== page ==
One of the UK's rarest fungi, which looks like an underwater coral, has been unexpectedly found in woodland at one of our sites.

The violet coral, Clavaria zollingeri, was recently discovered by one of our conservation officers, Helen Cavilla, at Paccombe Farm, home to more than 350 donkeys.

The sighting is only the second time this fungus has been recorded in Devon, whilst other records are from just a handful of sites across the UK.

The violet coral is scarce and one of the UK's rarest fungi species. The fungi's global population is decreasing. It is listed as 'Vulnerable' on the IUCN (International Union for Conservation of Nature) Red List of Threatened Species and Global Fungi Red List. Threats include habitat loss, pollution, agricultural intensification, over-exploitation and climate change.

The striking pinky-purple fungus, which is about the size of a cauliflower and boasts finger-like projections, tends to be found in old, unfertilised grasslands, which are themselves rare habitats under threat from agricultural improvement, disturbance and development.

This specimen was found in a broadleaved woodland managed by our conservation team.

Helen explains: "I spotted something looking oddly like it was from an aquarium nestled amongst moss and leaf litter. It was really exciting to realise what it was when I got closer."

Dr David Farley of the Devon Fungus Group explains: "The violet coral is one of our most beautiful fungi and can scarcely be confused with any other species.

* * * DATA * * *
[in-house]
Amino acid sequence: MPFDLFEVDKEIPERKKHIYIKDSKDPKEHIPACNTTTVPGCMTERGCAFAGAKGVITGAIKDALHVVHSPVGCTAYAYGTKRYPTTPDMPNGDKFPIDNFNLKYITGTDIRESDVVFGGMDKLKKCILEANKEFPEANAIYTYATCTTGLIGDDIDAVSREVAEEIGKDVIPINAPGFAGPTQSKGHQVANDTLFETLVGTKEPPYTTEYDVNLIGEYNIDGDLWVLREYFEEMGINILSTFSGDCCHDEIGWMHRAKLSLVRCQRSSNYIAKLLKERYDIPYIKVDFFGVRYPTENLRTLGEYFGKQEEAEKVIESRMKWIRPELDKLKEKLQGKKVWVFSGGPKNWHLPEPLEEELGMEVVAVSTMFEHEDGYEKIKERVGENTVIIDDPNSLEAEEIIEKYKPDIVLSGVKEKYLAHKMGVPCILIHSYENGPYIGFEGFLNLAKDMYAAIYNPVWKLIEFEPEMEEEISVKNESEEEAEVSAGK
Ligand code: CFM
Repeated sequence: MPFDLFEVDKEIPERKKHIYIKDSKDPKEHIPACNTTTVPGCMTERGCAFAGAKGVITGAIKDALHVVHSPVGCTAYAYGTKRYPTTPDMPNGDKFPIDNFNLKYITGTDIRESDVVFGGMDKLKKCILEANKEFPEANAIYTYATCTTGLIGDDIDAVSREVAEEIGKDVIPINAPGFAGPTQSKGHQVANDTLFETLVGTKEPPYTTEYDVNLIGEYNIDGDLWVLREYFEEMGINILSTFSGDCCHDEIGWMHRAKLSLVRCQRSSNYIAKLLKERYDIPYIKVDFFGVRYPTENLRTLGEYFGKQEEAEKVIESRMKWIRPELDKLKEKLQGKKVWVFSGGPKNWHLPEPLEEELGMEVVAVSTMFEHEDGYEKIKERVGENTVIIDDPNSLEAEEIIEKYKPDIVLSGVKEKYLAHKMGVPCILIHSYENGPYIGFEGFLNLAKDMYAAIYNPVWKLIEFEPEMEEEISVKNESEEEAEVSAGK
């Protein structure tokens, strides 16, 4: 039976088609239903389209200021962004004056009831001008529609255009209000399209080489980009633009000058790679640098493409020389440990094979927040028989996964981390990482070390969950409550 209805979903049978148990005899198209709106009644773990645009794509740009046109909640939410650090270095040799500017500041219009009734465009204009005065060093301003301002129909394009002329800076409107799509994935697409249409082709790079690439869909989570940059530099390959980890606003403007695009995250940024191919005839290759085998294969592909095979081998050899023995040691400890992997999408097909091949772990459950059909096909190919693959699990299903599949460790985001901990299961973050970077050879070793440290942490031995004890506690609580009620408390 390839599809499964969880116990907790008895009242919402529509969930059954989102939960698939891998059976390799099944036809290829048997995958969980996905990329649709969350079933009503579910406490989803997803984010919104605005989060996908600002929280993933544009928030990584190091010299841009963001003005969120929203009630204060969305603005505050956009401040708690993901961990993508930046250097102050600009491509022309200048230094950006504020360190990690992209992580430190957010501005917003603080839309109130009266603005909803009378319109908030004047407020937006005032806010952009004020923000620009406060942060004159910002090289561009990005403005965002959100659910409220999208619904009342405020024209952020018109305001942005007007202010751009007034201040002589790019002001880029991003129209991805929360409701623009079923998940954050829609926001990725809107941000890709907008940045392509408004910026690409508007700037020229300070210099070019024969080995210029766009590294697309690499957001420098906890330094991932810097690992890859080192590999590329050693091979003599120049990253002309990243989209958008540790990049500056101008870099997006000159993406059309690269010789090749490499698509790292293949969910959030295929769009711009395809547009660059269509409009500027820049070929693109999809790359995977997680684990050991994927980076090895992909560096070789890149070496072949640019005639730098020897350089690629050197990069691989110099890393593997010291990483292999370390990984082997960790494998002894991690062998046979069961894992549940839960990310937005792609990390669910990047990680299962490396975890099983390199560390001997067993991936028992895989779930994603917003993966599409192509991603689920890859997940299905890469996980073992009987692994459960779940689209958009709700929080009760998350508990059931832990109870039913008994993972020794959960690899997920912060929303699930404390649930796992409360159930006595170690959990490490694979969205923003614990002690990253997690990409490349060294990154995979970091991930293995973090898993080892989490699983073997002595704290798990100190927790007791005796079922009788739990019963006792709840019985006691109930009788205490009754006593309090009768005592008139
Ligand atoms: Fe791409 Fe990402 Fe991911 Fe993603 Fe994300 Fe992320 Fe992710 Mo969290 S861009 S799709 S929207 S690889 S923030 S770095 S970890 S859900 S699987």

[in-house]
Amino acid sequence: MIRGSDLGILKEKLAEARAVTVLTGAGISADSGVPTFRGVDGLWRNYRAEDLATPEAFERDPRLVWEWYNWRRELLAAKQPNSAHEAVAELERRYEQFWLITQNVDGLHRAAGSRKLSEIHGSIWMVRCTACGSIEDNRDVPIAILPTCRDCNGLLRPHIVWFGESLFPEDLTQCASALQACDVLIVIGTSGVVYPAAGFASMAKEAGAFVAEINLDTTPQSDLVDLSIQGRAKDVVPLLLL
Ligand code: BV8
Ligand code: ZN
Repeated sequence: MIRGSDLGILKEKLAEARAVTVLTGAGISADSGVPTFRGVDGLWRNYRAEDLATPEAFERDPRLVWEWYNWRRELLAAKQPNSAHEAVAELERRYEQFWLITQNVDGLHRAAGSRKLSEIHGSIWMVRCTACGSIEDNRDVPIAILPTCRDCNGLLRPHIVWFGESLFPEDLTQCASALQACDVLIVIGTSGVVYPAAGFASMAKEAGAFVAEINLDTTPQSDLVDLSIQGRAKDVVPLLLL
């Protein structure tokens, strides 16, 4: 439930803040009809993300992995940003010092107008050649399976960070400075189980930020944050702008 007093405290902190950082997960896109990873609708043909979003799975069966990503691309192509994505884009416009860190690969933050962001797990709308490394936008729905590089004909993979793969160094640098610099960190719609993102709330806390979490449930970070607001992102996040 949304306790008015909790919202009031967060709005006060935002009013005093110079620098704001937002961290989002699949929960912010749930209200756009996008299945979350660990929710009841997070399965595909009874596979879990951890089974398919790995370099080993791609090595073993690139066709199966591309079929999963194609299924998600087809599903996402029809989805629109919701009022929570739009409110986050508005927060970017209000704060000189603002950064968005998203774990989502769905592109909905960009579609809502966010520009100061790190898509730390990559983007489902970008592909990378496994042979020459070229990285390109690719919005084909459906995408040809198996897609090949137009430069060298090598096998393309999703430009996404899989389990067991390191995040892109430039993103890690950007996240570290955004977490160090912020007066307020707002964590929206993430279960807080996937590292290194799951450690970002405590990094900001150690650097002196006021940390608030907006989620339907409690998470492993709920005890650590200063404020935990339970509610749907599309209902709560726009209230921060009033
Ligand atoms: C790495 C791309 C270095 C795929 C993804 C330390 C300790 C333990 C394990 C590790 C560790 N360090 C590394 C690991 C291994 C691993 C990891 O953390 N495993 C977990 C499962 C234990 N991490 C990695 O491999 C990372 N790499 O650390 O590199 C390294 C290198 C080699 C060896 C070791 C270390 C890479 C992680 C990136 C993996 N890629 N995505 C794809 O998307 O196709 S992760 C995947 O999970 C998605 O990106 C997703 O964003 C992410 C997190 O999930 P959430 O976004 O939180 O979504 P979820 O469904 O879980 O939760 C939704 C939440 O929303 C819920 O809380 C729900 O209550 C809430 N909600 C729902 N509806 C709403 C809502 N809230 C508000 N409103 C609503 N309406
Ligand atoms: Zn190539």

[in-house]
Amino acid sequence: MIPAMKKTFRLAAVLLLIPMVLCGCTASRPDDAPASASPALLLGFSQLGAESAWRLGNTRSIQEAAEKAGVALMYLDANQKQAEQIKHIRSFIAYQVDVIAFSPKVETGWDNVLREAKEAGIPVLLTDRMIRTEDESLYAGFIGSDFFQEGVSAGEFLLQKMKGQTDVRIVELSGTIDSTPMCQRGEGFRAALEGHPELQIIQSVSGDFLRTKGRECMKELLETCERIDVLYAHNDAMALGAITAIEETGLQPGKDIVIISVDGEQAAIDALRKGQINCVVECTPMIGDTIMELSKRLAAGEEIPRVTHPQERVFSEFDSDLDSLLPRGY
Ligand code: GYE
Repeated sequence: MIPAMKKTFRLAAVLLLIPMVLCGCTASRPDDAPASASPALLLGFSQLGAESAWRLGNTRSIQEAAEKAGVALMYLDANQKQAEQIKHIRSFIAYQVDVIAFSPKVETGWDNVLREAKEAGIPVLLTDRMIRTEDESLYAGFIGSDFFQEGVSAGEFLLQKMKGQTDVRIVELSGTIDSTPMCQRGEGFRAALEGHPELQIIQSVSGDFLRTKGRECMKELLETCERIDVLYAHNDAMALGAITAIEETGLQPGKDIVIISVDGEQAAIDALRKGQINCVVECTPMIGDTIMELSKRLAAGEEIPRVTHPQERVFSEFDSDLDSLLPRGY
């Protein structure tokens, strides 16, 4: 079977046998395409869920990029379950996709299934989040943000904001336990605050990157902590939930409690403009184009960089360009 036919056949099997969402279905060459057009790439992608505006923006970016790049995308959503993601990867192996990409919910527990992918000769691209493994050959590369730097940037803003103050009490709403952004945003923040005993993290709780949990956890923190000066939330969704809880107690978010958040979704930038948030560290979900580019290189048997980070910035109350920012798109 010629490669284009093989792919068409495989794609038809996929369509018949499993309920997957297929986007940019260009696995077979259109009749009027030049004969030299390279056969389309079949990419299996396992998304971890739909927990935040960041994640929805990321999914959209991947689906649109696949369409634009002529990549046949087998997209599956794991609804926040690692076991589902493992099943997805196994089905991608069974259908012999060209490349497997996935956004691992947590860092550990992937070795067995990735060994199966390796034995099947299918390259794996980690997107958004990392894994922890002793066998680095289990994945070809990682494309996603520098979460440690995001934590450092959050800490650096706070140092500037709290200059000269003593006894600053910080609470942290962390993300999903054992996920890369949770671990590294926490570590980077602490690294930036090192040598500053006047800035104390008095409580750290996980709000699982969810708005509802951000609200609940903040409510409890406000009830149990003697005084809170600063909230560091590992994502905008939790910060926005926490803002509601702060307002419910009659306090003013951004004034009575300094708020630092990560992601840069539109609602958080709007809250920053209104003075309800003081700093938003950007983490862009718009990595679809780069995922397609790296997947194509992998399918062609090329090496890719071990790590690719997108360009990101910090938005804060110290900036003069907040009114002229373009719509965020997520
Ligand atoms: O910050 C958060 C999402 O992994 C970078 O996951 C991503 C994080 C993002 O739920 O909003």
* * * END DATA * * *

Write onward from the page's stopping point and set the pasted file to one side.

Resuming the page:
"It is very rare in south-west England and usually confined to upland areas, so its appearance at The Donkey Sanctuary is especially unusual. In 40 years of observing wild fungi, I've only seen this species once before. A remarkable find."

As well as the violet coral, our conservation team have found many waxcap fungi this year, and many of these are in donkey grazed fields.

Waxcaps belong to a group of mushrooms known for their waxy appearance and assortment of bright colours of reds, pinks, orange, yellows and whites, like jewels amongst the grass.

Helen adds: "I was also pleased to find other interesting mushroom species popping up through donkey droppings, efficiently recycling the nutrients locked within and releasing them back into the soil on which they sit. The benefits of managing grassland for both donkeys and biodiversity is beautifully apparent throughout the seasons".

This type of habitat is also excellent for donkeys because they are adapted to thrive on the high fibre, low nutrient grazing that unimproved grassland offers. They also benefit from the enrichment that foraging amongst the diverse grasses and wildflowers gives them.